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Posted By Kay On Nov 13, 2008 @ 9:20 am In fish,Lunch,Recipes,salads,sandwiches | 20 Comments
I’m usually pretty laid back when it comes to food. As long as I can’t still perform CPR on it or have it look back at me from my plate (really not a sushi girl here) I’ll eat almost anything. However, I’m a very picky eater when it comes to salads.
When it comes to egg salad, I usually stick to my own recipe. I’m even worse when it comes to tuna salad. I love it though, spooned on a warm, toasty ciabatta! There’s no better lunch than that.
This is the tuna salad that works for me. Got the recipe from a friend and tweaked it a little. I really like this combination of flavors even though it’s slightly unorthodox. Lots of different things going on in this one, but everything comes together beautifully making it a pretty interesting salad to eat.
Disclaimer: if you don’t like onions, you might want to skip this recipe!
1 can tuna
1 spring onion
1 tbsp oil
2 tbsp mayonnaise
1 tsp coarse mustard
Best purchase ever – cheap glass bowls in all imaginable sizes. Grab one and grab your measuring spoons.
How I adore my measuring spoons. I’m not entirely sure how, why and where it all started, but I literally became addicted to measuring spoons ever since I started volume cooking. Always looking out for new spoons. Homage to my measuring spoons!
Sorry ’bout that. Had to get it out of my system!
Back to the bowls. Pour in 1 tbsp olive oil and top that with 2 tbsp mayonnaise (I’m actually using a diet version here). Also add a tsp coarse mustard, a good pinch of salt and pepper and whisk until you have a smooth, creamy dressing.
Slice a small piece of red onion. Depending on how much you like it, you can up or tone down the quantity. I went for roughly 1/4 of a small onion.
Finely chop a spring onion. Or are they called scallions?
Grab a small handful of olives (8 to 10). I’ve used the ones stuffed with pimento but that was mainly for color, it doesn’t have that much flavor, I think. Finely slice them.
Rocket science! Open up a can of tuna, drain it and put it in a bowl. Now don’t mash everything up, keep a little texture in there.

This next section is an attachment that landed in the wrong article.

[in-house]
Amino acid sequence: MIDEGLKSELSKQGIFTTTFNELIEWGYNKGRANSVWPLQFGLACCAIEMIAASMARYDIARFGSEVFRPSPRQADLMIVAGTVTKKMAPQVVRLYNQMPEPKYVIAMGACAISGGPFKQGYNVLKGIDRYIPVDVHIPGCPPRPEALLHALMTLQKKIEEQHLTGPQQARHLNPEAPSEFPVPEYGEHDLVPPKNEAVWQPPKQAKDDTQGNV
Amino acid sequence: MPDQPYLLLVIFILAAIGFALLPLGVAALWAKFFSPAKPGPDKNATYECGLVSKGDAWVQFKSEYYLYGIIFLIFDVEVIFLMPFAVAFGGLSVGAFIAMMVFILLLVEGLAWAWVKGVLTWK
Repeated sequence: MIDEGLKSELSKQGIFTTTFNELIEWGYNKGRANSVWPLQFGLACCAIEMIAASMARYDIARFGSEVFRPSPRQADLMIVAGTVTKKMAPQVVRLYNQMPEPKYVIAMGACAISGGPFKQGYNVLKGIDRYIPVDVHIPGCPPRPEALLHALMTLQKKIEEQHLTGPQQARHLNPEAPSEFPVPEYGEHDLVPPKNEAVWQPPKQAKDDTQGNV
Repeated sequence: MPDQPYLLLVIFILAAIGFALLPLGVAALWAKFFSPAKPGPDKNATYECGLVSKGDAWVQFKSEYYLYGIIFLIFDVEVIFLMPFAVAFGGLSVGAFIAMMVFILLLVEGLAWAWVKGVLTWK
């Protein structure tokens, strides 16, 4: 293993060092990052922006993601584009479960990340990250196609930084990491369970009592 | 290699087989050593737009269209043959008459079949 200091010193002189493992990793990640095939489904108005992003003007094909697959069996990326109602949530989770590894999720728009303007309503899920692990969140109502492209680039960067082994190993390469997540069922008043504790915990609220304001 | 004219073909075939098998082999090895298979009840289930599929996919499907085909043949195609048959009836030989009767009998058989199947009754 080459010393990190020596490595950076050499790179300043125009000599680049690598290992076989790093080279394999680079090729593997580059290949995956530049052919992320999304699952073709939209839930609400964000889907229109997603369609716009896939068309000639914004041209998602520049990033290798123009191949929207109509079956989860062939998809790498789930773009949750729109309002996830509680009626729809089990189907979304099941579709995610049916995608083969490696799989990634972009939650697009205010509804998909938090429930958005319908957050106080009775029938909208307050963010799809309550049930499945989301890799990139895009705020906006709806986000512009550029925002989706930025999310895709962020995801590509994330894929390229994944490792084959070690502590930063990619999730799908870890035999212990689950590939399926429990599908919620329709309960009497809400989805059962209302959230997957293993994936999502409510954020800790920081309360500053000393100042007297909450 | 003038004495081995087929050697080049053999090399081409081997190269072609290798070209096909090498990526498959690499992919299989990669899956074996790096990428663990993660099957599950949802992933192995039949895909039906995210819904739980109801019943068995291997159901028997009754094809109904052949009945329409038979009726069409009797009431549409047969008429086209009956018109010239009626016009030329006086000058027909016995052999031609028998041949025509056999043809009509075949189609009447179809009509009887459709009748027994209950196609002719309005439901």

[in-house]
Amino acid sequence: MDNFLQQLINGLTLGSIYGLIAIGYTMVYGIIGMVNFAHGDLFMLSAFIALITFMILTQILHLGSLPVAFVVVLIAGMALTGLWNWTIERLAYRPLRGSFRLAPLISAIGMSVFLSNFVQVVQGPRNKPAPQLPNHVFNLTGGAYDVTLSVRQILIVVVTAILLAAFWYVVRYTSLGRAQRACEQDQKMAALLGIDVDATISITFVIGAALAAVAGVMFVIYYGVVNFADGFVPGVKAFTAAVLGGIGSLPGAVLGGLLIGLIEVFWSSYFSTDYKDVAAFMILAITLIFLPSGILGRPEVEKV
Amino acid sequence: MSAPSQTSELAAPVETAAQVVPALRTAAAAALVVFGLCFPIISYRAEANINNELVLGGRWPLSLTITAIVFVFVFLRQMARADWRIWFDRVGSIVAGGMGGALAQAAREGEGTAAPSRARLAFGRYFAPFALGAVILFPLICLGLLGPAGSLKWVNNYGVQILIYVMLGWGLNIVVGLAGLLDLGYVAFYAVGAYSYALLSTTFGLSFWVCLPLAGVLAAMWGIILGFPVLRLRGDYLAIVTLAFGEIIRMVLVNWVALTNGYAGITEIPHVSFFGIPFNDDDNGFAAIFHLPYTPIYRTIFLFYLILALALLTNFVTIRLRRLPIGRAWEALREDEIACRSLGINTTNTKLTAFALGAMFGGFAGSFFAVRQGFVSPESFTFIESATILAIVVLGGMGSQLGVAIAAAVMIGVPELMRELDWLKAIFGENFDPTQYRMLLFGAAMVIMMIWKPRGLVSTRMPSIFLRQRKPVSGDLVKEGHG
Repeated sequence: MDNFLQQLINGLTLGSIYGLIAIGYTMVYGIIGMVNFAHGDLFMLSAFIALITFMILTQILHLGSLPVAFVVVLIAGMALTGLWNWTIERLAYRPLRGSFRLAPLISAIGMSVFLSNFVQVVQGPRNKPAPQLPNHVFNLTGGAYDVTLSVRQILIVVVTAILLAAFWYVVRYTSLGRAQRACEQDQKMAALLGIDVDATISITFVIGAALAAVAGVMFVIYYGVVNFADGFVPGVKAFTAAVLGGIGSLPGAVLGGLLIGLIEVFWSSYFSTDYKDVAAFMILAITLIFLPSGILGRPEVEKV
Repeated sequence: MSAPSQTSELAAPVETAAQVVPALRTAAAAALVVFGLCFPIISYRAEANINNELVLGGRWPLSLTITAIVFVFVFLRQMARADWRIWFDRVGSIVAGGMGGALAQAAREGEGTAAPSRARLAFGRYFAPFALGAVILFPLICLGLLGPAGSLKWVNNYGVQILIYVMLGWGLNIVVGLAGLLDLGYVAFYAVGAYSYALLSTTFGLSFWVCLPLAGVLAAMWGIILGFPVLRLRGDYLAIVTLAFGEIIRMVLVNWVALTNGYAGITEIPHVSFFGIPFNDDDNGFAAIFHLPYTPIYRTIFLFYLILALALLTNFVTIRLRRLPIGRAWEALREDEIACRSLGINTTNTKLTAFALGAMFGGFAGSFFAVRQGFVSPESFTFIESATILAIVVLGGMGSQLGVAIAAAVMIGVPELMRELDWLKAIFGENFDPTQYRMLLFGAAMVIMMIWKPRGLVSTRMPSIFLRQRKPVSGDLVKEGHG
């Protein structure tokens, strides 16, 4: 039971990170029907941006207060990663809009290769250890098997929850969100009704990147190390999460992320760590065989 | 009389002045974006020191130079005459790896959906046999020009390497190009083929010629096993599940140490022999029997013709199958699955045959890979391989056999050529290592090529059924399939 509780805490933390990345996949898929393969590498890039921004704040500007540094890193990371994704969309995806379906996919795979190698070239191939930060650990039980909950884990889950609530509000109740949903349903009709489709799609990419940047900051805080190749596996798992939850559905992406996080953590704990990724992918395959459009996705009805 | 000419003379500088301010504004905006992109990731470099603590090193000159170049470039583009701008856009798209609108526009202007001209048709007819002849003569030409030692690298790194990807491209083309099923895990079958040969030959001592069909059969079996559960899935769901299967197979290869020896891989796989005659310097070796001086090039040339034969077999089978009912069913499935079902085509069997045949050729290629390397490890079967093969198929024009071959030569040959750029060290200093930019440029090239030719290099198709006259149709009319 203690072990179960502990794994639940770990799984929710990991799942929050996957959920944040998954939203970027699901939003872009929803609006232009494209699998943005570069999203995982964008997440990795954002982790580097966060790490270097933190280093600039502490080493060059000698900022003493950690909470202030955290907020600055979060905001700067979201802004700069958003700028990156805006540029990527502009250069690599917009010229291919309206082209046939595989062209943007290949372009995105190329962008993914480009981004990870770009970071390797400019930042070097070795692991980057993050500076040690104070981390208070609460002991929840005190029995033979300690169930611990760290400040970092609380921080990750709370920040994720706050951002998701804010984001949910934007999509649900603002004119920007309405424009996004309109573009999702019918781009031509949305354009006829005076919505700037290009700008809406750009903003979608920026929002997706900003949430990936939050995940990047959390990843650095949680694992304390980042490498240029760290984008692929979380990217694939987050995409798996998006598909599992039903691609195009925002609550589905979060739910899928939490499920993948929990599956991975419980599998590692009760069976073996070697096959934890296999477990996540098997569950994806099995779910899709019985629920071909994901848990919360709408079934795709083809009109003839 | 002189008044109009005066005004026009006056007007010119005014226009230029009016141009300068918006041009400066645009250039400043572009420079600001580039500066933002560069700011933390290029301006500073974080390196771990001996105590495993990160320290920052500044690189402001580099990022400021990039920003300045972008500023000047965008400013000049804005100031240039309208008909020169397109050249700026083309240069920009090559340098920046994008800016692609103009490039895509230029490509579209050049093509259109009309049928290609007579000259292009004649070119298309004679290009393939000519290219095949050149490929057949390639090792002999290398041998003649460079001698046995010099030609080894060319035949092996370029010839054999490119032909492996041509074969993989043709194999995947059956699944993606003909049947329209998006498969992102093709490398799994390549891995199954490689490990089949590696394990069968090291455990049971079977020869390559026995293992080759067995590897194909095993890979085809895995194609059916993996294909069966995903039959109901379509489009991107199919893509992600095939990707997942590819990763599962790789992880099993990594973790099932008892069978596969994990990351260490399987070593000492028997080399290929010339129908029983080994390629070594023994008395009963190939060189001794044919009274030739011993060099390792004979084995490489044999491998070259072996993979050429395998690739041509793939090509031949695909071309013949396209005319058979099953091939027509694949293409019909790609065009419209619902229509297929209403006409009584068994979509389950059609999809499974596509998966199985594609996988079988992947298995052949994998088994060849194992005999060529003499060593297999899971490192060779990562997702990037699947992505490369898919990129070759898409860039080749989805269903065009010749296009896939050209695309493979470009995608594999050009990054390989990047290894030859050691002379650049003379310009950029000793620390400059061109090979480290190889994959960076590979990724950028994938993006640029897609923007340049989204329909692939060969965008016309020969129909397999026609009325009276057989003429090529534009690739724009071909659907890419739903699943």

Now add all your chopped ingredients and put in a really good pinch of dried basil as well. I’ve used close to 1/2 tsp. I was surprised to find how well basil works with tuna.
Spoon your dressing on top and carefully fold everything together. Please, please don’t turn it into a liquid substance, it’s just so unappealing. I know fish has to swim, but does it have to be in dressing? Show it some respect, just grab a glass of white wine! :)
Squeeze in a little fresh lemon juice.
I prefer eating tuna salad on warm ciabatta. As soon as it comes out of the oven I slice it, grab a garlic clove, cut it in half and rub both sides of the ciabatta with the clove. This will give the bread a light garlic flavor. Just enough to make a difference but not enough to be an overtone.
My tuna sandwich always has cucumber in it, the combination is really great. I’m sure you can do this with lettuce as well, but I’ve eaten so many tuna salads on cucumber slices as a low carber that those two are now simply inextricably connected to each other. Just place some thin slices on your bread and spoon the tuna salad on top. I like to finish it with a few thin cucumber match sticks on top.
Now this is a very, very rich ciabatta with quite a bit of filling. You might want to consider sharing it with someone :)
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